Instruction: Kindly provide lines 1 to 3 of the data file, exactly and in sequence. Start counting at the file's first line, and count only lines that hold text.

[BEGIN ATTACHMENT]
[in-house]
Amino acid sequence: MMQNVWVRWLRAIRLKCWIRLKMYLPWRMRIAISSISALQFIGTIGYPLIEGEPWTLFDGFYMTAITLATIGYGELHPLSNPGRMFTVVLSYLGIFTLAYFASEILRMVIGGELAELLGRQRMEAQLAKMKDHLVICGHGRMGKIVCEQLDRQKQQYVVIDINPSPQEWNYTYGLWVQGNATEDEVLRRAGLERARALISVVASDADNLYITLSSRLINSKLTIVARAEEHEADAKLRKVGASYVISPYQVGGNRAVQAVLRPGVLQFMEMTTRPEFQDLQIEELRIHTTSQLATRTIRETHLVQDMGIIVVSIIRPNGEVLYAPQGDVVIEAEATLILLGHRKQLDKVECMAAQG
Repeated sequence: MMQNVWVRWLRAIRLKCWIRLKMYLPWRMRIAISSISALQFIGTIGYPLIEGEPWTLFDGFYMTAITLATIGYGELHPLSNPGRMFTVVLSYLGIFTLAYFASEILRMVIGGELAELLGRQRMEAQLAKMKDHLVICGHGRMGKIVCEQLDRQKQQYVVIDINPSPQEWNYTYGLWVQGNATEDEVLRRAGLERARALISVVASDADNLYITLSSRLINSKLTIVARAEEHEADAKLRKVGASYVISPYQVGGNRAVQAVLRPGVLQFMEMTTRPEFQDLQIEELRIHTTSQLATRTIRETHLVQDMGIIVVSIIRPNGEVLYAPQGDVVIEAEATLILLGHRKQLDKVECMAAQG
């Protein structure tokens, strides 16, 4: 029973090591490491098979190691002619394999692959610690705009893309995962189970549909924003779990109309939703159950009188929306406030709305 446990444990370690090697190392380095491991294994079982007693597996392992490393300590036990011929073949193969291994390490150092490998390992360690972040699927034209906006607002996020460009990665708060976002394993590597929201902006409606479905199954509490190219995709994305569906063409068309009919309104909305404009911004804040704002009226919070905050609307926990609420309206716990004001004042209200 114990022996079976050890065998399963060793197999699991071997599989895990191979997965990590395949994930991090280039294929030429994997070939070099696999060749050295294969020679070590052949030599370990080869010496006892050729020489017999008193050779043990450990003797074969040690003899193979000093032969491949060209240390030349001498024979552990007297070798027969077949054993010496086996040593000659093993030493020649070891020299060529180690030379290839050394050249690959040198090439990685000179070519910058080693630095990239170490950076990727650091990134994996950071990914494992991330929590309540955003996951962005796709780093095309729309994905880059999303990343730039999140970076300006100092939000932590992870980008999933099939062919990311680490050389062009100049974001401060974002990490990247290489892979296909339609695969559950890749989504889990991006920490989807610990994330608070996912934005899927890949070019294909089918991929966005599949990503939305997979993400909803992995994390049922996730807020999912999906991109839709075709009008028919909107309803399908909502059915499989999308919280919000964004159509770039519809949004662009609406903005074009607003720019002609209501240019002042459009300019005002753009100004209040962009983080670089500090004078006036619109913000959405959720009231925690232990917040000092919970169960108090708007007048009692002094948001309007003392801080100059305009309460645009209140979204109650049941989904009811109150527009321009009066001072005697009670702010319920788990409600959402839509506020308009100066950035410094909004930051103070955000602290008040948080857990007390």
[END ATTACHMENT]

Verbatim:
[in-house]
Amino acid sequence: MMQNVWVRWLRAIRLKCWIRLKMYLPWRMRIAISSISALQFIGTIGYPLIEGEPWTLFDGFYMTAITLATIGYGELHPLSNPGRMFTVVLSYLGIFTLAYFASEILRMVIGGELAELLGRQRMEAQLAKMKDHLVICGHGRMGKIVCEQLDRQKQQYVVIDINPSPQEWNYTYGLWVQGNATEDEVLRRAGLERARALISVVASDADNLYITLSSRLINSKLTIVARAEEHEADAKLRKVGASYVISPYQVGGNRAVQAVLRPGVLQFMEMTTRPEFQDLQIEELRIHTTSQLATRTIRETHLVQDMGIIVVSIIRPNGEVLYAPQGDVVIEAEATLILLGHRKQLDKVECMAAQG
Repeated sequence: MMQNVWVRWLRAIRLKCWIRLKMYLPWRMRIAISSISALQFIGTIGYPLIEGEPWTLFDGFYMTAITLATIGYGELHPLSNPGRMFTVVLSYLGIFTLAYFASEILRMVIGGELAELLGRQRMEAQLAKMKDHLVICGHGRMGKIVCEQLDRQKQQYVVIDINPSPQEWNYTYGLWVQGNATEDEVLRRAGLERARALISVVASDADNLYITLSSRLINSKLTIVARAEEHEADAKLRKVGASYVISPYQVGGNRAVQAVLRPGVLQFMEMTTRPEFQDLQIEELRIHTTSQLATRTIRETHLVQDMGIIVVSIIRPNGEVLYAPQGDVVIEAEATLILLGHRKQLDKVECMAAQG